It's National Distracted Driving Awareness Month, and there's a new push to keep roads safer.
In Tennessee, the state with the highest levels of distracted-driving deaths in the country, police have taken a unique approach to catching distracted drivers. Officers are riding on city buses and watching drivers around them, catching ones on their phones and then calling for backup to pull them over.
"This is distracted driving week throughout the United States, and so this week, we're spending time working on our roadways to bring attention to our drivers about this type of behavior that we're trying to stop," explains Steve Dillard with the Tennessee Highway Safety Office.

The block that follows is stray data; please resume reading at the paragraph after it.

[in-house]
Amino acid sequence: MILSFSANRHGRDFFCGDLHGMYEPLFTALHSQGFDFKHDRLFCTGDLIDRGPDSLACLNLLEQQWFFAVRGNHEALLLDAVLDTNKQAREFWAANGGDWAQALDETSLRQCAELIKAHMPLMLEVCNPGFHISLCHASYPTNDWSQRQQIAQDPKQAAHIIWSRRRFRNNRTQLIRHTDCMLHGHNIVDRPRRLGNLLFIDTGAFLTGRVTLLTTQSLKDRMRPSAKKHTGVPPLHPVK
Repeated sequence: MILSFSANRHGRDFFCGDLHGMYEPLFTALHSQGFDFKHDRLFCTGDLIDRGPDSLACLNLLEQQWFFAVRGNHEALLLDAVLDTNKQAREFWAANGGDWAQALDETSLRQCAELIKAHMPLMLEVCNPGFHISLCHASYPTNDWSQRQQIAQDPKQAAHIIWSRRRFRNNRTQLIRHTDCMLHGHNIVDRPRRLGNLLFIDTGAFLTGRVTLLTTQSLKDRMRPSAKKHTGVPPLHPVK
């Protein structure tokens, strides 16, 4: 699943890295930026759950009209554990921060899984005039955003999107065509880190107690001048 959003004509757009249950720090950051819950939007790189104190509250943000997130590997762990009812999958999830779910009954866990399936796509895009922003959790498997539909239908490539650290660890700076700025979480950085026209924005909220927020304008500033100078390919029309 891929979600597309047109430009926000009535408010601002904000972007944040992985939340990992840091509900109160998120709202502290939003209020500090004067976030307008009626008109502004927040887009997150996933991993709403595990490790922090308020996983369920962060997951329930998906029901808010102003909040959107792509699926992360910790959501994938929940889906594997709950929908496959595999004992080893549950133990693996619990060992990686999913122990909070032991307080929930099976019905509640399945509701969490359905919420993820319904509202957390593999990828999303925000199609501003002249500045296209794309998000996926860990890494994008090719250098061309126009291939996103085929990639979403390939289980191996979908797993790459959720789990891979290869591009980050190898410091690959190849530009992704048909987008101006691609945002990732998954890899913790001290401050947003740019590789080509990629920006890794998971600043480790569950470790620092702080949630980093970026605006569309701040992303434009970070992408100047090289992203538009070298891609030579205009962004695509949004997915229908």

In California, drivers can be issued a ticket for just holding your phone behind the wheel, even at a traffic stop. Now, the National Transportation Safety Board is pushing the state to take it a step further and become the first to ban hands-free calls, saying it can still cause drivers to be distracted.
But are hands-free devices really a distraction?
An instructor with the MasterDrive driving school in Denver, Colorado says hands-free technology still takes the driver’s focus away from driving their vehicle.
“While you're looking at your screens and trying to figure out which button to push, the cars in motion,” the instructor says. “The car is not being driven by you at that point, and at any point, things could happen.”
Distracted driving claimed more than 3,000 lives in 2017 alone.